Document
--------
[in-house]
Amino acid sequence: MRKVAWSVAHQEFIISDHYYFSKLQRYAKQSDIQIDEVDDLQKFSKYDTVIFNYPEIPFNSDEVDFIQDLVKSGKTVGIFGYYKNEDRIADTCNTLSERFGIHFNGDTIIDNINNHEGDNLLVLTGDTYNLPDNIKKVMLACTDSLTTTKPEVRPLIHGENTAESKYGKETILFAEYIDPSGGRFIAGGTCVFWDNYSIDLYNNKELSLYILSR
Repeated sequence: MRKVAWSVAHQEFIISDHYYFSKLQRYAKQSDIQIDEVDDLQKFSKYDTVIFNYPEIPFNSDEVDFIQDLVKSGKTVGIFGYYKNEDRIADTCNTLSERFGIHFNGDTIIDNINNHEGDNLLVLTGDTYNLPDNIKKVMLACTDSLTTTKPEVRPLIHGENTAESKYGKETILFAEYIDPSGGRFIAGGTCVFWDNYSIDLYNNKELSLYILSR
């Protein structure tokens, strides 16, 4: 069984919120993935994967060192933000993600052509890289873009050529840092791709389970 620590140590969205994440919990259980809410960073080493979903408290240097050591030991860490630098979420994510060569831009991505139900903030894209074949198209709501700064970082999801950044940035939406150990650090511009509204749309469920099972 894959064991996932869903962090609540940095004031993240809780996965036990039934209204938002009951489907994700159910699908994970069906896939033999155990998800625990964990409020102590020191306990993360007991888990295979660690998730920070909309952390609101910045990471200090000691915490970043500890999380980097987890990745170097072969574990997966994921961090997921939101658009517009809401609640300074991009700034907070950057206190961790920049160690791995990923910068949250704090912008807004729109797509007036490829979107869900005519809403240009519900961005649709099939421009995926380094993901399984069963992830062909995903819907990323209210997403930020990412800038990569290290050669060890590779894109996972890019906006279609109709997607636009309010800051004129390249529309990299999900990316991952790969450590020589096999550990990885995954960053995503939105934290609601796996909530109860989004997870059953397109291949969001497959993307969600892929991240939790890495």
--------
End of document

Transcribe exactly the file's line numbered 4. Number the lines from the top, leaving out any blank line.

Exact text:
């Protein structure tokens, strides 16, 4: 069984919120993935994967060192933000993600052509890289873009050529840092791709389970 620590140590969205994440919990259980809410960073080493979903408290240097050591030991860490630098979420994510060569831009991505139900903030894209074949198209709501700064970082999801950044940035939406150990650090511009509204749309469920099972 894959064991996932869903962090609540940095004031993240809780996965036990039934209204938002009951489907994700159910699908994970069906896939033999155990998800625990964990409020102590020191306990993360007991888990295979660690998730920070909309952390609101910045990471200090000691915490970043500890999380980097987890990745170097072969574990997966994921961090997921939101658009517009809401609640300074991009700034907070950057206190961790920049160690791995990923910068949250704090912008807004729109797509007036490829979107869900005519809403240009519900961005649709099939421009995926380094993901399984069963992830062909995903819907990323209210997403930020990412800038990569290290050669060890590779894109996972890019906006279609109709997607636009309010800051004129390249529309990299999900990316991952790969450590020589096999550990990885995954960053995503939105934290609601796996909530109860989004997870059953397109291949969001497959993307969600892929991240939790890495």